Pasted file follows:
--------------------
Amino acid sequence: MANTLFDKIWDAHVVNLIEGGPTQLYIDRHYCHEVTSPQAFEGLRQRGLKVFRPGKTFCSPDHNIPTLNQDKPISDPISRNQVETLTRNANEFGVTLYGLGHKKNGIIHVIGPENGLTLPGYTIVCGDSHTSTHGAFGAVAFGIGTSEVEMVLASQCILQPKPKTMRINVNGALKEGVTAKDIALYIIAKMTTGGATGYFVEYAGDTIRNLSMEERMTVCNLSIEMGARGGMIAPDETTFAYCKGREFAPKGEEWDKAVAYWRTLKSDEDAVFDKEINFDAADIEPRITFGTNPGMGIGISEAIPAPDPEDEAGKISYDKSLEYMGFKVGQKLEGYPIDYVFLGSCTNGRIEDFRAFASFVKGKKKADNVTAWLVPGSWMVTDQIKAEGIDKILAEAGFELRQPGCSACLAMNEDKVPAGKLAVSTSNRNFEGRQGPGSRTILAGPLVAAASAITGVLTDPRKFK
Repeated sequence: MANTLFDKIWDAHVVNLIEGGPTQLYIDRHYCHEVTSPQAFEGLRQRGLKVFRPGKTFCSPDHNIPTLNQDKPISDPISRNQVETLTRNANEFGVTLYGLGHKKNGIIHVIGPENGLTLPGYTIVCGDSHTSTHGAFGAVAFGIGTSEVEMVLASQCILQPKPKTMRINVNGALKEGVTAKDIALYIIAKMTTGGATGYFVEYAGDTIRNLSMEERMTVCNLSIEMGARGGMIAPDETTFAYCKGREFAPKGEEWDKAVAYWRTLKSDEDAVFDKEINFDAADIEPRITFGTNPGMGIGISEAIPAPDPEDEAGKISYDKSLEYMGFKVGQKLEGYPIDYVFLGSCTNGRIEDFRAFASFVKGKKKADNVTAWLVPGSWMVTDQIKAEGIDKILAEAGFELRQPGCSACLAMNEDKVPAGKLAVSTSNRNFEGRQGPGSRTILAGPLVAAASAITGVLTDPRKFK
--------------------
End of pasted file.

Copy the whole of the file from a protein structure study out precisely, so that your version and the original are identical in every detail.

Amino acid sequence: MANTLFDKIWDAHVVNLIEGGPTQLYIDRHYCHEVTSPQAFEGLRQRGLKVFRPGKTFCSPDHNIPTLNQDKPISDPISRNQVETLTRNANEFGVTLYGLGHKKNGIIHVIGPENGLTLPGYTIVCGDSHTSTHGAFGAVAFGIGTSEVEMVLASQCILQPKPKTMRINVNGALKEGVTAKDIALYIIAKMTTGGATGYFVEYAGDTIRNLSMEERMTVCNLSIEMGARGGMIAPDETTFAYCKGREFAPKGEEWDKAVAYWRTLKSDEDAVFDKEINFDAADIEPRITFGTNPGMGIGISEAIPAPDPEDEAGKISYDKSLEYMGFKVGQKLEGYPIDYVFLGSCTNGRIEDFRAFASFVKGKKKADNVTAWLVPGSWMVTDQIKAEGIDKILAEAGFELRQPGCSACLAMNEDKVPAGKLAVSTSNRNFEGRQGPGSRTILAGPLVAAASAITGVLTDPRKFK
Repeated sequence: MANTLFDKIWDAHVVNLIEGGPTQLYIDRHYCHEVTSPQAFEGLRQRGLKVFRPGKTFCSPDHNIPTLNQDKPISDPISRNQVETLTRNANEFGVTLYGLGHKKNGIIHVIGPENGLTLPGYTIVCGDSHTSTHGAFGAVAFGIGTSEVEMVLASQCILQPKPKTMRINVNGALKEGVTAKDIALYIIAKMTTGGATGYFVEYAGDTIRNLSMEERMTVCNLSIEMGARGGMIAPDETTFAYCKGREFAPKGEEWDKAVAYWRTLKSDEDAVFDKEINFDAADIEPRITFGTNPGMGIGISEAIPAPDPEDEAGKISYDKSLEYMGFKVGQKLEGYPIDYVFLGSCTNGRIEDFRAFASFVKGKKKADNVTAWLVPGSWMVTDQIKAEGIDKILAEAGFELRQPGCSACLAMNEDKVPAGKLAVSTSNRNFEGRQGPGSRTILAGPLVAAASAITGVLTDPRKFK